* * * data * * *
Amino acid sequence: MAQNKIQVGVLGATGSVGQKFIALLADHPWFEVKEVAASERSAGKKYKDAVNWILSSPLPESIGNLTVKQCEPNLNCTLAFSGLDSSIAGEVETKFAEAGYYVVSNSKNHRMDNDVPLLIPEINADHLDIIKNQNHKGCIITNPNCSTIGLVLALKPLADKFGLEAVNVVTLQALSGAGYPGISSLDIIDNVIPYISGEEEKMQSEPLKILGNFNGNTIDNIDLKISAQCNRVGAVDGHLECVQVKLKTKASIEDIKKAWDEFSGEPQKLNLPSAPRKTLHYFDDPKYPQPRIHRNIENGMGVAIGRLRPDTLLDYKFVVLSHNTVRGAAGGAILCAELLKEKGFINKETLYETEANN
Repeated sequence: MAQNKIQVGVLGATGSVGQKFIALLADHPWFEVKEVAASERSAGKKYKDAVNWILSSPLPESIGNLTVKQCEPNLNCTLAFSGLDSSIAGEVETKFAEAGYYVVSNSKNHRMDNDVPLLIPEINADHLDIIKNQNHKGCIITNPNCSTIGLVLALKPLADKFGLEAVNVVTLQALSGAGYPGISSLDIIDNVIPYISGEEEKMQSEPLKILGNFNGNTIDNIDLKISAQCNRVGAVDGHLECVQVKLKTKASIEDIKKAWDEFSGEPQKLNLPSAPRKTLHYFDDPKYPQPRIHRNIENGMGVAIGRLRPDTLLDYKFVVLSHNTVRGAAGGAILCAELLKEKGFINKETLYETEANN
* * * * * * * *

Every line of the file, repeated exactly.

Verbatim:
Amino acid sequence: MAQNKIQVGVLGATGSVGQKFIALLADHPWFEVKEVAASERSAGKKYKDAVNWILSSPLPESIGNLTVKQCEPNLNCTLAFSGLDSSIAGEVETKFAEAGYYVVSNSKNHRMDNDVPLLIPEINADHLDIIKNQNHKGCIITNPNCSTIGLVLALKPLADKFGLEAVNVVTLQALSGAGYPGISSLDIIDNVIPYISGEEEKMQSEPLKILGNFNGNTIDNIDLKISAQCNRVGAVDGHLECVQVKLKTKASIEDIKKAWDEFSGEPQKLNLPSAPRKTLHYFDDPKYPQPRIHRNIENGMGVAIGRLRPDTLLDYKFVVLSHNTVRGAAGGAILCAELLKEKGFINKETLYETEANN
Repeated sequence: MAQNKIQVGVLGATGSVGQKFIALLADHPWFEVKEVAASERSAGKKYKDAVNWILSSPLPESIGNLTVKQCEPNLNCTLAFSGLDSSIAGEVETKFAEAGYYVVSNSKNHRMDNDVPLLIPEINADHLDIIKNQNHKGCIITNPNCSTIGLVLALKPLADKFGLEAVNVVTLQALSGAGYPGISSLDIIDNVIPYISGEEEKMQSEPLKILGNFNGNTIDNIDLKISAQCNRVGAVDGHLECVQVKLKTKASIEDIKKAWDEFSGEPQKLNLPSAPRKTLHYFDDPKYPQPRIHRNIENGMGVAIGRLRPDTLLDYKFVVLSHNTVRGAAGGAILCAELLKEKGFINKETLYETEANN